And as for cutting into writing time, there is no easy solution there. I try and keep blogging to an hour in the morning but it's hard to read and comment on all that I follow and then find myself wandering to others.

Bish Denham said...

I want to learn more about the technical side of blogging. I've currently got this problem going on and hard as I try to get it resolved through HELP I'm not finding the answer.

Summer Ross said...

I wish someone would have told me how to create links in my posts. or on my sidebars. Sometimes I still have trouble with them.

Kerri C at CK Farm said...

I was clueless about blogging when I first started. Been blogging for a couple years now. I learned there is a certain etiquette. My problem is when you are hitting on a specific thing, say with a writing blog, it seems all the subjects have been said and then some. It's repetitive, ya know. So I think it's important to make connections too. Do you think it more important to blog often or keep a schedule? Seems like the "cool kids on the block" (lol) run many contests/guest bloggers but what about the bloggers who haven't made those connections yet. How do you get agents to guest post? What is the etiquette with that. Okay think I gave you much stuff to think about lol. Good luck I'm sure it will be great!

Linda Kage said...

I've been blogging at least once a week for a year and half, but I'm not advanced because my following list is under a 100 and I don't get more than 30 hits a day, so I'd say I'm an intermediate.

Hardest part is finding the time to visit everyone else's blog and find something interesting to say to everyone. Plus trying to come up with new interesting stuff on my own blog without blathering on about myself is getting tougher.

Easiest part is writing the actual blog once I get an idea and meeting new people. It's easy to meet, little harder to stay in good contact with them.

I wish someone had told me how time-consuming it is. I think cobwebs are forming on cobwebs at my house; its been so long since I last cleaned the place.

lbdiamond said...

Keeping up with everything! I can't comment on as many blogs as I'd like to, and I'm wondering if my readership is "small" because of it. (Well, could be one of many reasons, I suppose, LOL!)

I'm sure you'll do a great job teaching, Elana! :D

Karen Lange said...

I guess maybe I fall into the intermediate-ish category since I've been blogging about a year and a half. I had no clue what I was getting into when I started, other than I wanted to add blogging experience to my resume. The toughest part for me is the time factor. Such as:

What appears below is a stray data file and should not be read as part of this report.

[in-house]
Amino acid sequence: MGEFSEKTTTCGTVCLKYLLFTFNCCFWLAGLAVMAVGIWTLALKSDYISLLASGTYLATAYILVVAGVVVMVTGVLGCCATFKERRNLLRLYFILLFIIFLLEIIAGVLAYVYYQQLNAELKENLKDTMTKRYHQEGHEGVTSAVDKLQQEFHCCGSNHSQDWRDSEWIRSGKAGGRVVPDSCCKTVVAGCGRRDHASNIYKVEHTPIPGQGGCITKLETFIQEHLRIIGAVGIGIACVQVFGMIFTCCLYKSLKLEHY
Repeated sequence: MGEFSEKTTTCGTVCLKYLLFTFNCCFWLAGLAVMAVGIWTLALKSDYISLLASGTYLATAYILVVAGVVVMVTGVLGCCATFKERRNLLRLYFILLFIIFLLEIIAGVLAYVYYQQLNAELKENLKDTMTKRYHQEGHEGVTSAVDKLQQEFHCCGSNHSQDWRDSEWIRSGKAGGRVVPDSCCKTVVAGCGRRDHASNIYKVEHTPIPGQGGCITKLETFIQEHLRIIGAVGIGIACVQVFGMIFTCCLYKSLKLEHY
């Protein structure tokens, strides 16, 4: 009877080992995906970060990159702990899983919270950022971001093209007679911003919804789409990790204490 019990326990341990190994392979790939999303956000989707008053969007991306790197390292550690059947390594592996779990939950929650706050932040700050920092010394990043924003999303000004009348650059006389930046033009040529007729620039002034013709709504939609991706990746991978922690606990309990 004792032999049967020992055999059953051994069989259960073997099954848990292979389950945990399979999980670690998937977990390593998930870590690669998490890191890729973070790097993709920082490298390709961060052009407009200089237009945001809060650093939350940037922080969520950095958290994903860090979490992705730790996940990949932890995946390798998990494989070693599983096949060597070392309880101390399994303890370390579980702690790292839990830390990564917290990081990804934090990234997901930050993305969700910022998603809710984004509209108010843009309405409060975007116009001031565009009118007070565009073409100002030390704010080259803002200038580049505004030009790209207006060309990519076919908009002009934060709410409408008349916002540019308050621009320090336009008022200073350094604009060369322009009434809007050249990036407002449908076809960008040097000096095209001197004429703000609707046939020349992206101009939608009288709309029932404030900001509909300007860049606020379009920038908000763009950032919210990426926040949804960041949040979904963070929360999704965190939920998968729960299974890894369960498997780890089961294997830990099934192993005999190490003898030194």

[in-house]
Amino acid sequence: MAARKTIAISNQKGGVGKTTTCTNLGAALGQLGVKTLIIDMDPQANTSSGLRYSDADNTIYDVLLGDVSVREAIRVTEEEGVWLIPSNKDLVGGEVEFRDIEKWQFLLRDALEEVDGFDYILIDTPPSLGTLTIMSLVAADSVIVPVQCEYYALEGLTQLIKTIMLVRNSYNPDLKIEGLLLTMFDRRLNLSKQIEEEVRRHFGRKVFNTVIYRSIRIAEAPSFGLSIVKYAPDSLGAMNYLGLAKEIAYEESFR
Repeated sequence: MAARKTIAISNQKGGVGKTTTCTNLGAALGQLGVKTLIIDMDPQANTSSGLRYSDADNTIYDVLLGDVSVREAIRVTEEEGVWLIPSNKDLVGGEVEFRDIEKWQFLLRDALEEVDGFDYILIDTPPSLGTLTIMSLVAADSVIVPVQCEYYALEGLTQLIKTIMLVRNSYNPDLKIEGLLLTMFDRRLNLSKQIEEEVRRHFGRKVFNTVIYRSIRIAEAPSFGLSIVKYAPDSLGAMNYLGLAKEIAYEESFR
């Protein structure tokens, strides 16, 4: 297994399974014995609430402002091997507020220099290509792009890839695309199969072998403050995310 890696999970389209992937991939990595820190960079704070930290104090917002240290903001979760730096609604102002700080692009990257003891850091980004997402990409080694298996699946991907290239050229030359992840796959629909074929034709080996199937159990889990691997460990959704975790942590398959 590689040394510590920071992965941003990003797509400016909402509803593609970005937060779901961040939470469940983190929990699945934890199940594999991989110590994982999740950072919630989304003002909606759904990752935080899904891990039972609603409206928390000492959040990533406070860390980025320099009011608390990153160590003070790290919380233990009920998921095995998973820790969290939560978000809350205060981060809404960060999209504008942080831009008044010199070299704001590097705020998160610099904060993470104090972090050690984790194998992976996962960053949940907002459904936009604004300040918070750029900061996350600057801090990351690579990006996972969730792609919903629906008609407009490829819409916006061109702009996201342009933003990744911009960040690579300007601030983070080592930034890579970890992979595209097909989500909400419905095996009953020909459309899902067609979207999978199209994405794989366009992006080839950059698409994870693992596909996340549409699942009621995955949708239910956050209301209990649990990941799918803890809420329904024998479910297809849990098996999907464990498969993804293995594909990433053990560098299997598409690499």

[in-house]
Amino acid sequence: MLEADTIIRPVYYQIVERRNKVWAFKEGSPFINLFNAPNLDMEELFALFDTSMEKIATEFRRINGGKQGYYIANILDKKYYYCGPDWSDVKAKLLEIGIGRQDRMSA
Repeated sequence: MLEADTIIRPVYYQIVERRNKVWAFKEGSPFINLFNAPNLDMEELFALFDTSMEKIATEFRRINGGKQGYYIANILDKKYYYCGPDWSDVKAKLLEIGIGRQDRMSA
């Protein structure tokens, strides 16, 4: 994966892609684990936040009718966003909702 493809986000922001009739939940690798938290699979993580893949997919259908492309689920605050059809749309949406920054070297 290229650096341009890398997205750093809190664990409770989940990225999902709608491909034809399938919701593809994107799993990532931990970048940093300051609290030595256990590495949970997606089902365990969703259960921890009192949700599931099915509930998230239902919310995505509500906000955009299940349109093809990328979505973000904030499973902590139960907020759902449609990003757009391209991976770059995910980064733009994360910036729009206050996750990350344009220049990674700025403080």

1) Staying on schedule with my posts. Writing and scheduling posts ahead of time helps somewhat.

2) Getting around to blogs, those who follow me and others I follow. My first priority is to visit blogs of those who've commented on mine, then I move on, if time allows to others. Sadly, I don't always have this time every week.

3) Visiting new blogs, generating new followers. Only have time to do this occasionally. I think hiring a personal assistant would help this greatly but since the budget won't allow it...

I am extremely grateful for the friends, info, and connections I've gained through blogging. Not only are blogs a rich resource, but a great source of support and camaraderie.

All that said, the one question I have for other bloggers is how do they manage their time?

Wishing you all the best with this, Elana!
Happy Monday,
Karen

Bethany Mason said...

I'd say I'm an intermediate blogger and I'm noticing that now I seem to blog a lot less than I have done in the past as I simply don't know what to blog about and I don't want to sound like I'm giving advice when there is no reason for people to listen to me - how do you work out the line between patronising and sharing your view? And how do you keep coming up with ideas that don't get stale and that will interest readers?

salarsenッ said...

I wish someone would have told me that my url didn't have to be the title of the blog. I know that sounds obvious, but I was unaware of this fact.

L.T. Elliot said...

Bethany Mason's comment is totally what I would have said, word for word.

Carolyn V. said...

Elana, I think the biggest thing for me is time. When do you find the time, how do you follow so many others. *ugh* stinkin' time.

Natalie Aguirre said...

Perhaps for beginners some of the basics of setting up the blog, like whether to use blogspot, etc, domain name, how to set things up.

Then for those who are already doing it, you've done some great posts about time management and following blogs, the length of the post (I so agree with that), being consistent in posting. I think for many of us, a question is how to keep thinking about things to write about and not letting a blog take too much of our writing time.

Wish I could go to your workshop. I know it'll be awesome.

E. Arroyo said...

I first want to thank you. I learned loads from you.